AGC’s Legacy fabric building has 16,482 square feet of storage and a clear span design, providing room for tooling racks and machinery. (Image courtesy of Legacy Building Solutions.)

“It wasn’t until we found Legacy that I knew a building this wide was an option,” said Andrew Morley, maintenance tooling engineer at AGC. “It gives us a lot more flexibility. The steel structure is much more sound and the life of the fabric and the structure are better.”

Design Strength with Rigid Steel Frame Fabric Buildings

Rigid steel frame fabric buildings are custom engineered to allow for designs reaching 300 feet in width, at any length, outclassing the size possibilities and structural integrity of open web truss designs common to most fabric buildings.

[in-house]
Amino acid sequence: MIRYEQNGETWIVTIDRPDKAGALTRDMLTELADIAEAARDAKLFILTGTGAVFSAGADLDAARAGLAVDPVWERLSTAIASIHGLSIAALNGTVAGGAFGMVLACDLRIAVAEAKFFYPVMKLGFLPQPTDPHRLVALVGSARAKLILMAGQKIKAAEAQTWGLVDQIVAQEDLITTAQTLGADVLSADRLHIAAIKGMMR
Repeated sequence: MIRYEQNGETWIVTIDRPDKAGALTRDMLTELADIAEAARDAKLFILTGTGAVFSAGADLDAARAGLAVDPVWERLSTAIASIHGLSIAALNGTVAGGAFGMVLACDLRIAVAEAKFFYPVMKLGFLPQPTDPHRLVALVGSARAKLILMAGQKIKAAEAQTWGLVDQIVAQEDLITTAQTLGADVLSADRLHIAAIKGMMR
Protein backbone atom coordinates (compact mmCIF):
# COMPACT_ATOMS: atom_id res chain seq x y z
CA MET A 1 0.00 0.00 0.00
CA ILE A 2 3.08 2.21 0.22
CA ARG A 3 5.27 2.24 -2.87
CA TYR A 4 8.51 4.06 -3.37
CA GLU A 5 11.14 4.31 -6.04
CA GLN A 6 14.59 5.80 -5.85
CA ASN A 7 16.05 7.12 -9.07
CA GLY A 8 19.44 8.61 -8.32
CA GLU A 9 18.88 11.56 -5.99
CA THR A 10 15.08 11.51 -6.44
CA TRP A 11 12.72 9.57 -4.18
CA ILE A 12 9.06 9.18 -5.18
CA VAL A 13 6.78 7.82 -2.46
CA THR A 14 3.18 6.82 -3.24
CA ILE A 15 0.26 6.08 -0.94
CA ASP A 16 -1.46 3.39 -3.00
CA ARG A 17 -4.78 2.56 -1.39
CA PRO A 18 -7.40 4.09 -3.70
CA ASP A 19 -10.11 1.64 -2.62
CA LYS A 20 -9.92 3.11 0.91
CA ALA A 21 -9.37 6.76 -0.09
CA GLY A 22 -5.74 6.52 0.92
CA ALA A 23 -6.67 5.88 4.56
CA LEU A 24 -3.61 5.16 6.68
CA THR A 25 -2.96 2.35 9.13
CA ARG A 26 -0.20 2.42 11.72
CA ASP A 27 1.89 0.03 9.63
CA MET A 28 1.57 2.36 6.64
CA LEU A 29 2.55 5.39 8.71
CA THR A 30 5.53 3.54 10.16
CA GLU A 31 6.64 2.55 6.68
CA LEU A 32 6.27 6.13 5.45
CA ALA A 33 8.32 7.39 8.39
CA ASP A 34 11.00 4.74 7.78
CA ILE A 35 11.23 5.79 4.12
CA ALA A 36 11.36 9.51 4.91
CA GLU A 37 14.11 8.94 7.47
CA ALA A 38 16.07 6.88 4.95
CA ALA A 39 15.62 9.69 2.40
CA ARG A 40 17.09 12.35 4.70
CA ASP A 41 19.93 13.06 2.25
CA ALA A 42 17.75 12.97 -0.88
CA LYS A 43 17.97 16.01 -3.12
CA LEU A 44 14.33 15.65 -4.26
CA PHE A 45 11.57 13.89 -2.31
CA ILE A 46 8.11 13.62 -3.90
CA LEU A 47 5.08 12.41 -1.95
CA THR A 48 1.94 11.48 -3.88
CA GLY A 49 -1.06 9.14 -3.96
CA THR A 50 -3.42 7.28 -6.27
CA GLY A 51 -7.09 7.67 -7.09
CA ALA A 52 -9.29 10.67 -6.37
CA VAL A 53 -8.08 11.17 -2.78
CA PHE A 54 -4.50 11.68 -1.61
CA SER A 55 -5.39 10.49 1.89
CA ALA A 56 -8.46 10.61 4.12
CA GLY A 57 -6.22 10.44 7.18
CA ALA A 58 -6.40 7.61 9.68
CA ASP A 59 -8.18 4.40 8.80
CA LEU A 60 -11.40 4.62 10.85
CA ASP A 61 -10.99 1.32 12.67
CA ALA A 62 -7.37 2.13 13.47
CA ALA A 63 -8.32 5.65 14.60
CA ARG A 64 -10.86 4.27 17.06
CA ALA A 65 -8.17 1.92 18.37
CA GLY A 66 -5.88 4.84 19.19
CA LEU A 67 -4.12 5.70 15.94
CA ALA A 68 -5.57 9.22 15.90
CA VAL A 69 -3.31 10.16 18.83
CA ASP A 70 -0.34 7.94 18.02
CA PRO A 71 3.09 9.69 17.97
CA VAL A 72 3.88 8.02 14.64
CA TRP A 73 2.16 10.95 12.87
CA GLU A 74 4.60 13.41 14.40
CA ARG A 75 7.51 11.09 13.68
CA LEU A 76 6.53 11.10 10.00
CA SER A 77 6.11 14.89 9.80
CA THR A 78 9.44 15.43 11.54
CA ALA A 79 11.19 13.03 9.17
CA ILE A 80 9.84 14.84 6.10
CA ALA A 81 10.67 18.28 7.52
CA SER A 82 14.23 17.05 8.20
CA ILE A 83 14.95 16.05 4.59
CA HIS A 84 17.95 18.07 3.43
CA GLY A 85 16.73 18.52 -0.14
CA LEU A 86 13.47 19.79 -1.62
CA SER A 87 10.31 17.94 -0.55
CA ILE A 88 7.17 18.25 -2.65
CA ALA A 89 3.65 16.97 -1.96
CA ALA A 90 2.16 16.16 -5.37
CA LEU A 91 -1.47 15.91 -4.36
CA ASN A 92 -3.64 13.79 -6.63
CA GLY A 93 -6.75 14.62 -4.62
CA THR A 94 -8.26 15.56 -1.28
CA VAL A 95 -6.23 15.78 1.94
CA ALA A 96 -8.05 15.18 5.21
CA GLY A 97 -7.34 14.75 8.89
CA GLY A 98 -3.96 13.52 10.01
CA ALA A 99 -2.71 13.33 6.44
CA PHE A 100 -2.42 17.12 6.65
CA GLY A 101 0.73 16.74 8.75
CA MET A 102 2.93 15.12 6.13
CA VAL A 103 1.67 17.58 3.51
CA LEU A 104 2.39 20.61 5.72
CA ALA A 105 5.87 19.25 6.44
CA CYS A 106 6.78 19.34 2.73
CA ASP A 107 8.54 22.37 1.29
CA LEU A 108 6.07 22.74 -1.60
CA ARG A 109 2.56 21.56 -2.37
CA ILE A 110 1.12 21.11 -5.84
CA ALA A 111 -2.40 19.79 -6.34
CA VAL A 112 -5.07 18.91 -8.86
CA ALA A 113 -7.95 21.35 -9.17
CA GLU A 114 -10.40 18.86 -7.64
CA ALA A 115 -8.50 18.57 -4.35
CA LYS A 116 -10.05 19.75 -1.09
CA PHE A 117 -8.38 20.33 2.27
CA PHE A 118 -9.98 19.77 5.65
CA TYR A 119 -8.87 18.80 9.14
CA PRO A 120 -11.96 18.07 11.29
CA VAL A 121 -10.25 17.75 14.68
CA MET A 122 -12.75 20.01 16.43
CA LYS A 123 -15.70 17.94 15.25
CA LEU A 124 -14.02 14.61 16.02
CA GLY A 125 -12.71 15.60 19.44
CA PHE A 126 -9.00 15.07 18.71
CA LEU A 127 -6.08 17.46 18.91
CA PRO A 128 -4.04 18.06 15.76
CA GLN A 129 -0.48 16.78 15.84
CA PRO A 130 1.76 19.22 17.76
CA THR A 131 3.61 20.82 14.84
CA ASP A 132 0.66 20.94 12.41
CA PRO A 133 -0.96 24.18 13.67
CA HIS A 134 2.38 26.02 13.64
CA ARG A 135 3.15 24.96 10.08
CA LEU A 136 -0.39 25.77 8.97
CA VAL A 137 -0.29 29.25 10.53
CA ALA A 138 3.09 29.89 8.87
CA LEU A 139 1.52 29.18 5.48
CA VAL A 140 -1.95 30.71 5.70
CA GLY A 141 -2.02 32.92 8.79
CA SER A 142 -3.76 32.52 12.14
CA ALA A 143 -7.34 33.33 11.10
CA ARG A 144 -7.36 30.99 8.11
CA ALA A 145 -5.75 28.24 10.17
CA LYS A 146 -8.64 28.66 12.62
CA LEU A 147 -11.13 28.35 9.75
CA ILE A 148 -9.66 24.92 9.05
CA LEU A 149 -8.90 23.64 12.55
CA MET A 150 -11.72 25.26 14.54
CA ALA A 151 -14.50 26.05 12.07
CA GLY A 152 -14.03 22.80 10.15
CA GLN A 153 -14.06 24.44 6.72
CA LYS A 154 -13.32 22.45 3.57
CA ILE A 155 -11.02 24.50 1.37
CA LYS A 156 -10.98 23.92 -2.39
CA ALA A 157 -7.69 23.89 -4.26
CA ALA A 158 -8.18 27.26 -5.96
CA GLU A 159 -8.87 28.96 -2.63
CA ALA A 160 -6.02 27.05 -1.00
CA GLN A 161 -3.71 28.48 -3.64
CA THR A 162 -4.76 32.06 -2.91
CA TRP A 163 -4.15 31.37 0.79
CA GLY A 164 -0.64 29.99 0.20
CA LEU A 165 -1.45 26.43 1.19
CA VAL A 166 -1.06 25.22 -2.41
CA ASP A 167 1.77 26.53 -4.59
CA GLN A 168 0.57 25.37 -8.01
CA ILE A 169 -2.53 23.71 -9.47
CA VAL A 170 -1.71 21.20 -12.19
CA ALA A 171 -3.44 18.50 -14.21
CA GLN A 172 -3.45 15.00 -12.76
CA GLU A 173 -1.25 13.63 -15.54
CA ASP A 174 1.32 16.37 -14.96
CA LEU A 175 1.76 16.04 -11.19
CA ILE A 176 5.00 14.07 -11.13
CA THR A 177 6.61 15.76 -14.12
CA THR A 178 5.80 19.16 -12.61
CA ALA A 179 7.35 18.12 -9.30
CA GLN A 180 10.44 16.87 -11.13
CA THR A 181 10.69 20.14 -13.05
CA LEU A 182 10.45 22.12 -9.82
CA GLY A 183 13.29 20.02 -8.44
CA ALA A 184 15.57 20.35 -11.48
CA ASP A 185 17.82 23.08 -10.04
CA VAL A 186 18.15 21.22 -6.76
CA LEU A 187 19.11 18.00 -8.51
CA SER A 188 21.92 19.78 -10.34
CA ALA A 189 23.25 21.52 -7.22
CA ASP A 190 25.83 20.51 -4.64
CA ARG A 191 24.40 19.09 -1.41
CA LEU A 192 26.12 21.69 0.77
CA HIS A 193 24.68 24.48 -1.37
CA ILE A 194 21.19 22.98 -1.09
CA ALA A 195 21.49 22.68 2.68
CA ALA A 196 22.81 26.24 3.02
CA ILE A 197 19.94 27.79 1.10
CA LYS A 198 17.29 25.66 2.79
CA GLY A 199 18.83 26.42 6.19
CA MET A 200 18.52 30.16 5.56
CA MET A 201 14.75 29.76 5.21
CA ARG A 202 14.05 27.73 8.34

Open web trusses are prone to structural failures due to chord plastification, where a thin steel web within the truss penetrates the supporting web frame, compromising structural integrity. Frame pieces are hollow and connected only by welded steel chords, contributing to structural weakness. Truss systems may shift from wind and snow, affecting conveyors and collateral loads and resulting in increased maintenance and downtime when compared to systems hung from a rigid frame.

Fabric cladding can be attached to rigid steel frames for a stronger and more structurally sound building. Legacy’s fabric building panels are permanently welded together without small fastener holes for a tight and sealed fabric membrane that keeps the elements out.

Legacy uses its own ExxoTec fabric, a coated PVC with an inner scrim layer and three UV-resistant protective coatings with a grab tensile strength of 745 pounds per inch. ExxoTec fabric is attached to the rigid steel frame using biaxial tension, pulling it in two directions to prevent it from moving from wind or snow while providing a wrinkle-free finish and extending the life of the fabric.